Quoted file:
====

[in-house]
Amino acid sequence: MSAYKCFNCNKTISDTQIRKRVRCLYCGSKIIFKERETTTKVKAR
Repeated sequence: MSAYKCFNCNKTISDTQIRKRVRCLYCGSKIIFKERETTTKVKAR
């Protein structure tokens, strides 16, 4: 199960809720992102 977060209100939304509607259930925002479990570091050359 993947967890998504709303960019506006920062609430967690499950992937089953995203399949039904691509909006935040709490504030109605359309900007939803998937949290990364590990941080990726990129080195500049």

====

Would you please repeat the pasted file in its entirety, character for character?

[in-house]
Amino acid sequence: MSAYKCFNCNKTISDTQIRKRVRCLYCGSKIIFKERETTTKVKAR
Repeated sequence: MSAYKCFNCNKTISDTQIRKRVRCLYCGSKIIFKERETTTKVKAR
């Protein structure tokens, strides 16, 4: 199960809720992102 977060209100939304509607259930925002479990570091050359 993947967890998504709303960019506006920062609430967690499950992937089953995203399949039904691509909006935040709490504030109605359309900007939803998937949290990364590990941080990726990129080195500049």